Based on the idea that miRNAs reduce, at least partially, the expression of targeted mRNAs, we constructed the miRNA-mRNA regulatory network of these differentially expressed miRNAs and those differentially expressed mRNAs we found from mRNA microarray study on the same samples. To improve the quality of prediction, the regulatory relationships were predicted by combining four existing algorithms: TargetScan, miRanda, Pictar, and DIANA, which were implemented with a Bioconductor package (http://bioconductor.org/), miRNAtap, in the R software environment (http://www.r-project.org). The diagram of the network was generated by Cytoscape.

Validation of the microarray data by quantitative real-time polymerase chain reaction

To validate our microarray findings, 10 new samples consisting of 5 from the RIF group (RIF8, RIF9, RIF10, RIF11, and RIF12) and 5 from the control group (C6, C7, C8, C9, and C10) were used to assess the expression of some miRNAs by quantitative real-time polymerase chain reaction (PCR). We selected miRNAs with a high-fold change and/or miRNAs reported in other similar literature before performing the validation. The names of the selected miRNAs and the corresponding primer sequences are listed in Supplementary Table S1.[INLINE:2]

We applied the poly(A) method to confirm the expression of miRNAs. After being purified with the mirVanaTM miRNA Isolation Kit (Applied Biosystems, USA), total RNA was used for the RT reaction to generate the first strand cDNA using the miRcute miRNA cDNA First-Strand reverse transcription mixture (KR201). Quantitative real-time PCR was then performed according to the miRcute miRNA reverse transcription PCR (RT-PCR) protocol, using U6 as the housekeeping gene. The relative expression was calculated using 2[sup]−??Ct method and analyzed with an unpaired t -test.

Results

Patients

The clinical characteristics of the two groups are listed in [Table 1]. There were no significant differences between the two groups in mean age, body mass index, length of menstrual cycle, menstrual duration, or endometrial thickness on the day of LH surge. Participants' additional detailed clinical information is presented in Supplementary Table S2. The histological evaluation results for each sample reported normal mid-secretory endometrium. The micrograph of H-E staining for each sample was similar to that of RIF10 [Supplementary Figure S1].{Table 1}[INLINE:1][INLINE:3]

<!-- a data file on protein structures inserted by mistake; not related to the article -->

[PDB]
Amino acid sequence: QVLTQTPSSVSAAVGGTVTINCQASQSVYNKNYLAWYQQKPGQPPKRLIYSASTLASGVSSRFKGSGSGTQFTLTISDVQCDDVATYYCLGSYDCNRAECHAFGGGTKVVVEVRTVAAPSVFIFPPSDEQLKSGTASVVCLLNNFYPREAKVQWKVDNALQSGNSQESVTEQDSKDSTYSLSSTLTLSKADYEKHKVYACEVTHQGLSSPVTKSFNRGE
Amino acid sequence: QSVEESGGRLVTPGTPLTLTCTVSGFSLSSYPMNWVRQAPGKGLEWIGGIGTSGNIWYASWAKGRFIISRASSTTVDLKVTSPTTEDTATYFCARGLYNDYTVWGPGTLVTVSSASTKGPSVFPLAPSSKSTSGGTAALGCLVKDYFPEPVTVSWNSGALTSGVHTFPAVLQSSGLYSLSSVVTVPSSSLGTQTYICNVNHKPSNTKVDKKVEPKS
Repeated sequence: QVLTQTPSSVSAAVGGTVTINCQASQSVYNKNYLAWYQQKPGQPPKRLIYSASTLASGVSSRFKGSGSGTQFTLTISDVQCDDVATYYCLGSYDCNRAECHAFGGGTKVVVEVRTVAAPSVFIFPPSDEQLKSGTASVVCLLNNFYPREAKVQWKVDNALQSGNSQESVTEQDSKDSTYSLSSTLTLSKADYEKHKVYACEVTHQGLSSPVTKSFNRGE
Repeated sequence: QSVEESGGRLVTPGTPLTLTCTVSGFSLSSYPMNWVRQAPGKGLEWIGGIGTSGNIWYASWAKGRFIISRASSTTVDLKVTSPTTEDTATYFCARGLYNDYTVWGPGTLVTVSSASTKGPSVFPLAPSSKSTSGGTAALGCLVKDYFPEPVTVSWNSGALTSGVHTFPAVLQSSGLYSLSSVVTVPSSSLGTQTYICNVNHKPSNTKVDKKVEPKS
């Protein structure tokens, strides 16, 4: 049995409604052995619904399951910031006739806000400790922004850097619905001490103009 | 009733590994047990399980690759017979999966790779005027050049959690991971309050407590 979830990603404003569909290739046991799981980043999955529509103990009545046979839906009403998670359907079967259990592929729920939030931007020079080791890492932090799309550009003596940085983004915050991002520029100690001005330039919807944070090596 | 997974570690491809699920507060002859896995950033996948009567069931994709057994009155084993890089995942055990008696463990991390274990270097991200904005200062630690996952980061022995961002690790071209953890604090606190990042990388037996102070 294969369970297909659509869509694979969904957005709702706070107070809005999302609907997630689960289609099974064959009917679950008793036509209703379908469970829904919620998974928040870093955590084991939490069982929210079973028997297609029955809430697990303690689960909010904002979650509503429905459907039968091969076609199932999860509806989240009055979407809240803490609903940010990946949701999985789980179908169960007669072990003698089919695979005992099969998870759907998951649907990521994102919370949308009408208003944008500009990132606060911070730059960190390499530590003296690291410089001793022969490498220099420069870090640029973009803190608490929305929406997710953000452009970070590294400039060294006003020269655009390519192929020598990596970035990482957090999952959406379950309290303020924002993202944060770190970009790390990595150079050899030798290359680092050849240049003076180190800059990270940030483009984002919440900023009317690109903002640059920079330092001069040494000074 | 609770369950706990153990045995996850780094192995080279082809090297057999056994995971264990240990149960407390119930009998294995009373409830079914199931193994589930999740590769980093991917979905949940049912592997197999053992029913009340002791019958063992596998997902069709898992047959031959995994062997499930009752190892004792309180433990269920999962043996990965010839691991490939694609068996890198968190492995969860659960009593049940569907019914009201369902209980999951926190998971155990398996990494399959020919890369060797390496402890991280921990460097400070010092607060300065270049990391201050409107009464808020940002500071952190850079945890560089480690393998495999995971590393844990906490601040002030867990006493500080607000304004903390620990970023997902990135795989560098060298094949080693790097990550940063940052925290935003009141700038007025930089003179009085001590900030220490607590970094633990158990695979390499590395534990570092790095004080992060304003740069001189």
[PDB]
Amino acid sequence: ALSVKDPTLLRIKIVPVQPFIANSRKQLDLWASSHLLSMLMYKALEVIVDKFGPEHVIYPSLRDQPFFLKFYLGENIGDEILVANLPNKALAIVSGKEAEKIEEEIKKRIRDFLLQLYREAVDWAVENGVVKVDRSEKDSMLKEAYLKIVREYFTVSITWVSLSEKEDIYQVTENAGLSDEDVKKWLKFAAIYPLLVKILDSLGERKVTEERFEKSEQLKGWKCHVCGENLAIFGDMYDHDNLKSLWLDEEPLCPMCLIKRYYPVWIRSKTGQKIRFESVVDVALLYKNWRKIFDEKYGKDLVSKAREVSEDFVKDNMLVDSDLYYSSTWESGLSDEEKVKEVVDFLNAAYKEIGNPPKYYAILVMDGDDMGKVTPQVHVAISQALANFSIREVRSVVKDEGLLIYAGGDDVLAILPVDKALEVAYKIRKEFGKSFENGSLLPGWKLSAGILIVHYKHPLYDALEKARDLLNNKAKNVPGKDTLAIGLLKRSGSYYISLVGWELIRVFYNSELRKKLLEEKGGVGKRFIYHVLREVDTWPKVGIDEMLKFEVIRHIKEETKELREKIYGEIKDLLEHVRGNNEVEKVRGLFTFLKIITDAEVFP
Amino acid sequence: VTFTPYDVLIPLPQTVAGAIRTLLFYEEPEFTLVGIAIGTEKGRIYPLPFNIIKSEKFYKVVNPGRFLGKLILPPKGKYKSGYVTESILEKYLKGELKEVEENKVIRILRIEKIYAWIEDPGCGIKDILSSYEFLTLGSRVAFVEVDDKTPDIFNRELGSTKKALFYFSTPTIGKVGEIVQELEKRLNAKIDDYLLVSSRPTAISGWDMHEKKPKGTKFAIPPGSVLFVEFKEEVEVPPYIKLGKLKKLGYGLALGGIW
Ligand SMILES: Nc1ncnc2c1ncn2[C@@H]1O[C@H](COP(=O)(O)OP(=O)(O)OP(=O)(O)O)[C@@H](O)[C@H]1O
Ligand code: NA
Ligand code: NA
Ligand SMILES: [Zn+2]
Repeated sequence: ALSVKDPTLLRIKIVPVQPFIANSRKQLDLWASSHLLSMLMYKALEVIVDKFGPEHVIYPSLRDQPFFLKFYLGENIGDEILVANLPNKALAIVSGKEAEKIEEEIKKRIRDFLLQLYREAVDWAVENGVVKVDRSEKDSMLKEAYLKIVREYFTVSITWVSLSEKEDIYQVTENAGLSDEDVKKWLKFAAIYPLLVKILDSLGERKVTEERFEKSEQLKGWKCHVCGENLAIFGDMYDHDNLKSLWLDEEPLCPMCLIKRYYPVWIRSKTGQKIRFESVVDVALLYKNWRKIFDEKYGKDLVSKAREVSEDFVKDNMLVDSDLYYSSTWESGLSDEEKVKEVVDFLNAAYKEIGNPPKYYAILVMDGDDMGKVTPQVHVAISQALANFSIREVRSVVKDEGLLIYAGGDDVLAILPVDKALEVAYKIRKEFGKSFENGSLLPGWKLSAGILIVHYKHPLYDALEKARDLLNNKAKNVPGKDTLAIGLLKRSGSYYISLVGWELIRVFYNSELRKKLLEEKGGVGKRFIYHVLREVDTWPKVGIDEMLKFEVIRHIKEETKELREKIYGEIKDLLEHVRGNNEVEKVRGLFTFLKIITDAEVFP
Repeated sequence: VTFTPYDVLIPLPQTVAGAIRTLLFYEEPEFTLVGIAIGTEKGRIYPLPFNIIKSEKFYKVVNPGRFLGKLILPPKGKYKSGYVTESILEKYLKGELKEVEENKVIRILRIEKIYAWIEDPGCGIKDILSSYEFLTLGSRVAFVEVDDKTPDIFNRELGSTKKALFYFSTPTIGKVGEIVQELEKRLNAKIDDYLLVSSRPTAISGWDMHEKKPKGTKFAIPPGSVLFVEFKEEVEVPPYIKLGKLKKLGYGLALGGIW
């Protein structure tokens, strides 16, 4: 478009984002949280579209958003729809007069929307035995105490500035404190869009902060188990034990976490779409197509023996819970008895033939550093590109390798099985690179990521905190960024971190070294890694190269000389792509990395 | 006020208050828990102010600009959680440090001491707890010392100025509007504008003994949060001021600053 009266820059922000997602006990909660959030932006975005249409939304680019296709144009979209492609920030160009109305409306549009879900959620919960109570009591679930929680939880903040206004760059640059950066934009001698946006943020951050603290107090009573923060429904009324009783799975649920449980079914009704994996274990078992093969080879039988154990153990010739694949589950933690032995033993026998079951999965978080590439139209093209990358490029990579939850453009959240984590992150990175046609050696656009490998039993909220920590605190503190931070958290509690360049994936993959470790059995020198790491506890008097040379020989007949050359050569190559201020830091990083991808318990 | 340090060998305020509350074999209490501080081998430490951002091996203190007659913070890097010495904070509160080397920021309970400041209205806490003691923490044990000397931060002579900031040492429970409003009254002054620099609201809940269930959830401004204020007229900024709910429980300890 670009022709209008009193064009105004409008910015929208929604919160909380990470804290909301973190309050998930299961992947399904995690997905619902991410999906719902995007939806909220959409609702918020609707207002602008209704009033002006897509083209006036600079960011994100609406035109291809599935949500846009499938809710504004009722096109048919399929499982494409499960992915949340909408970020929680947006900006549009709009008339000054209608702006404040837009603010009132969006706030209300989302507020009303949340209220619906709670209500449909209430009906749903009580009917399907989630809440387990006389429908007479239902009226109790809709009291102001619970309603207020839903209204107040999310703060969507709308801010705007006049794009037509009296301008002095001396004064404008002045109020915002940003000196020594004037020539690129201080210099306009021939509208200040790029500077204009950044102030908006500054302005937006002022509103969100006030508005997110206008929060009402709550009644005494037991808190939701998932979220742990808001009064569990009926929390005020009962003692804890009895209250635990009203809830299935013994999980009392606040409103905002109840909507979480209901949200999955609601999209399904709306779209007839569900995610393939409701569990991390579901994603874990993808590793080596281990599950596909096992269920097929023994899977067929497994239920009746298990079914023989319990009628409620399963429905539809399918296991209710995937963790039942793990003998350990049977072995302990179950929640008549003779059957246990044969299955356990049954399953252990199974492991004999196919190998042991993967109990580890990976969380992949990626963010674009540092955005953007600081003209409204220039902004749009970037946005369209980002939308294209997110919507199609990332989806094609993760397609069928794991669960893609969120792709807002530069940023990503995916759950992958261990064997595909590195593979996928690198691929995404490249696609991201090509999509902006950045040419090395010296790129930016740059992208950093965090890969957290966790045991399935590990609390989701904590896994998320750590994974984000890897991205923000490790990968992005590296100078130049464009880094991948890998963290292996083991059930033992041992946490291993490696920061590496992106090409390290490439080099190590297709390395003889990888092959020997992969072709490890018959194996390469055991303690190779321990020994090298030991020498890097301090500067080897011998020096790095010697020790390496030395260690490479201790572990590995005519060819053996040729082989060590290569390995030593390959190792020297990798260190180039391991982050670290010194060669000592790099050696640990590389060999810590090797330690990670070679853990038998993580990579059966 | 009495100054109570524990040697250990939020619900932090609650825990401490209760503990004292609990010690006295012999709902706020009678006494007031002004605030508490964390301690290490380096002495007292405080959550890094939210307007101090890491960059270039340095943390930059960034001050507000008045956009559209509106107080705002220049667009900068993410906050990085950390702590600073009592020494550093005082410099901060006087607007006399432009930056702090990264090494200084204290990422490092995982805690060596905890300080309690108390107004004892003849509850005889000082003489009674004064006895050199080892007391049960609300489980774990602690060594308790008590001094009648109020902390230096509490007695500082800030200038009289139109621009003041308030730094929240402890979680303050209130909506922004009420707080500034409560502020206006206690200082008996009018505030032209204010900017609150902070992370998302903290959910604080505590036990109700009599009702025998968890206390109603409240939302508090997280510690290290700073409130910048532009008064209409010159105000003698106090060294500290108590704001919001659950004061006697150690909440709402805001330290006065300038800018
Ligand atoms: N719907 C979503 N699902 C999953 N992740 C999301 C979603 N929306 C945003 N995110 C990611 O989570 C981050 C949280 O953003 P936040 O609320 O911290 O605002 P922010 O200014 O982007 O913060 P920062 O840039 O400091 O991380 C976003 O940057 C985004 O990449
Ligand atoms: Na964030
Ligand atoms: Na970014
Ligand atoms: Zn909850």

Results of microarray analysis

The miRNA array identified 105 microarray probes with expression levels in RIF patients that were 2-fold greater compared with those in the control group (93 upregulated and 12 downregulated). With a threshold of 5-fold and 10-fold changes, 70 (67 upregulated and 3 downregulated) and 49 (46 upregulated and 3 downregulated) miRNAs were identified, respectively [Table 2]. However, after the raw signal value correction (>50 for each sample), only 15 miRNAs were found to express in a significantly different way using 2-fold change as the threshold [Table 3]. All the differentially expressed genes are listed in Supplementary Table S3, and the raw data have been uploaded into the Gene Expression Omnibus database (number: GSE71332).{Table 2}{Table 3}[INLINE:4]

In terms of the supervised hierarchical clustering analysis, the dendrograms showed satisfying segregation of the gene expression levels for samples from the two groups, based on the differentially expressed miRNAs [Figure 1]. The first branch in the miRNA heat maps was able to differentiate samples from the RIF group and the control group. This finding suggested a diverse miRNA expression profile for WOI endometrium between RIF patients and those who conceived after their first attempt of IVF/ICSI.{Figure 1}

Functional analysis of differentially expressed microRNAs

TAM analysis was used to gain an in-depth understanding of the biological functions of the differentially expressed miRNAs. According to the TAM analysis results, mir-30 family, human embryonic stem cell regulation, epithelial-mesenchymal transition, and miRNA tumor suppressors were the most relevant miRNA functional sets [Figure 2].{Figure 2}

Construction of a regulatory network of differentially expressed microRNAs and mRNAs

The relationships between the dysregulated miRNAs and mRNAs were predicted by network regulatory analysis software. A total of 176 interactions between miRNAs and mRNAs were found, of which 122 were for upregulated miRNAs and downregulated mRNAs and 54 were for downregulated miRNAs and upregulated mRNAs. The top core mRNA was ABP1, which was regulated by 13 miRNAs, followed by AQP3, ASS1, and TIMP3 (regulated by 6 miRNAs). The top core miRNA was has-miR-4668-5p, which regulated 14 mRNAs, followed by has-miR-429 and has-miR-5088 (which regulated 9 mRNAs) [Figure 3].{Figure 3}

Validation of microRNA expression using quantitative reverse transcription polymerase chain reaction

To validate the differences in transcript levels found in the microarrays, a selected set of miRNAs was chosen for quantitative RT-PCR. New endometrial samples from the RIF group ( n = 5; RIF8, RIF9, RIF10, RIF11, and RIF12) and control group ( n = 5; C6, C7, C8, C9, and C10) were used for this validation.